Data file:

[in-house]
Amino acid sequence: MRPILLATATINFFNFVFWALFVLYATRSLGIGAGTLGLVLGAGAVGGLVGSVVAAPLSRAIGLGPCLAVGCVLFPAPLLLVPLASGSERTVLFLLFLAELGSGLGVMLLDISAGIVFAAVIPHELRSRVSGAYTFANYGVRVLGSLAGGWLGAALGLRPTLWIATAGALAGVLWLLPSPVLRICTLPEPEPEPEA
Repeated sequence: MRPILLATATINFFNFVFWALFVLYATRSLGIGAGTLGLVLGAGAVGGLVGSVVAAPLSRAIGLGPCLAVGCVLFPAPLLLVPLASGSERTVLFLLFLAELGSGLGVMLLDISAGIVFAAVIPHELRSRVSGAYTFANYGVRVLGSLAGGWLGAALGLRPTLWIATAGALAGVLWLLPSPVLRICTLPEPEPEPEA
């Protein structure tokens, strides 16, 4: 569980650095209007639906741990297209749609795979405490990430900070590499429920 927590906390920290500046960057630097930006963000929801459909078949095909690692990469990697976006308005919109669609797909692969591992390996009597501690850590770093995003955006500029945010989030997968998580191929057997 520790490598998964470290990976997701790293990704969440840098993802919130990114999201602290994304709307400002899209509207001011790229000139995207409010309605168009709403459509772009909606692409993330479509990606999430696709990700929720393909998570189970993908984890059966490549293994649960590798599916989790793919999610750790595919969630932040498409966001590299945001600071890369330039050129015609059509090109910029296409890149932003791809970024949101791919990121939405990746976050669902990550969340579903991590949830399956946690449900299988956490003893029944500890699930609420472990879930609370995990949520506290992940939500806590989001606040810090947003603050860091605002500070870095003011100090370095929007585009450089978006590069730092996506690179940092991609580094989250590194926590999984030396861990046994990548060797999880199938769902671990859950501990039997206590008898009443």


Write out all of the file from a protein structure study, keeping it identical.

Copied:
[in-house]
Amino acid sequence: MRPILLATATINFFNFVFWALFVLYATRSLGIGAGTLGLVLGAGAVGGLVGSVVAAPLSRAIGLGPCLAVGCVLFPAPLLLVPLASGSERTVLFLLFLAELGSGLGVMLLDISAGIVFAAVIPHELRSRVSGAYTFANYGVRVLGSLAGGWLGAALGLRPTLWIATAGALAGVLWLLPSPVLRICTLPEPEPEPEA
Repeated sequence: MRPILLATATINFFNFVFWALFVLYATRSLGIGAGTLGLVLGAGAVGGLVGSVVAAPLSRAIGLGPCLAVGCVLFPAPLLLVPLASGSERTVLFLLFLAELGSGLGVMLLDISAGIVFAAVIPHELRSRVSGAYTFANYGVRVLGSLAGGWLGAALGLRPTLWIATAGALAGVLWLLPSPVLRICTLPEPEPEPEA
């Protein structure tokens, strides 16, 4: 569980650095209007639906741990297209749609795979405490990430900070590499429920 927590906390920290500046960057630097930006963000929801459909078949095909690692990469990697976006308005919109669609797909692969591992390996009597501690850590770093995003955006500029945010989030997968998580191929057997 520790490598998964470290990976997701790293990704969440840098993802919130990114999201602290994304709307400002899209509207001011790229000139995207409010309605168009709403459509772009909606692409993330479509990606999430696709990700929720393909998570189970993908984890059966490549293994649960590798599916989790793919999610750790595919969630932040498409966001590299945001600071890369330039050129015609059509090109910029296409890149932003791809970024949101791919990121939405990746976050669902990550969340579903991590949830399956946690449900299988956490003893029944500890699930609420472990879930609370995990949520506290992940939500806590989001606040810090947003603050860091605002500070870095003011100090370095929007585009450089978006590069730092996506690179940092991609580094989250590194926590999984030396861990046994990548060797999880199938769902671990859950501990039997206590008898009443």